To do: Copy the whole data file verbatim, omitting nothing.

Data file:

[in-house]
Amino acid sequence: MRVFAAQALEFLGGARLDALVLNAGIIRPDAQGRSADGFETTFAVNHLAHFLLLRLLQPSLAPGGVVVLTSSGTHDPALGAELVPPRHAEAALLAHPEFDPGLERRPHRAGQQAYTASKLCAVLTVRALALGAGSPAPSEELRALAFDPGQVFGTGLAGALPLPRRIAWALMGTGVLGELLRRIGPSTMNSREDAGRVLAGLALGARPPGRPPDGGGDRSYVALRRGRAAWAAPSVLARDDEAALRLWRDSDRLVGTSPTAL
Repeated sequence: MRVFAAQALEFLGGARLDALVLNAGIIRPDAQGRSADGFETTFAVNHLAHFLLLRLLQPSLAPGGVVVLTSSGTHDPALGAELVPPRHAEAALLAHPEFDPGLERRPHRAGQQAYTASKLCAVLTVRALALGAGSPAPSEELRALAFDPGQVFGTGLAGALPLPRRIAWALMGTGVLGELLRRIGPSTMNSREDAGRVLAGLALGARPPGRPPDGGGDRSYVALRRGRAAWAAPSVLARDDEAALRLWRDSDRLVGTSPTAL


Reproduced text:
[in-house]
Amino acid sequence: MRVFAAQALEFLGGARLDALVLNAGIIRPDAQGRSADGFETTFAVNHLAHFLLLRLLQPSLAPGGVVVLTSSGTHDPALGAELVPPRHAEAALLAHPEFDPGLERRPHRAGQQAYTASKLCAVLTVRALALGAGSPAPSEELRALAFDPGQVFGTGLAGALPLPRRIAWALMGTGVLGELLRRIGPSTMNSREDAGRVLAGLALGARPPGRPPDGGGDRSYVALRRGRAAWAAPSVLARDDEAALRLWRDSDRLVGTSPTAL
Repeated sequence: MRVFAAQALEFLGGARLDALVLNAGIIRPDAQGRSADGFETTFAVNHLAHFLLLRLLQPSLAPGGVVVLTSSGTHDPALGAELVPPRHAEAALLAHPEFDPGLERRPHRAGQQAYTASKLCAVLTVRALALGAGSPAPSEELRALAFDPGQVFGTGLAGALPLPRRIAWALMGTGVLGELLRRIGPSTMNSREDAGRVLAGLALGARPPGRPPDGGGDRSYVALRRGRAAWAAPSVLARDDEAALRLWRDSDRLVGTSPTAL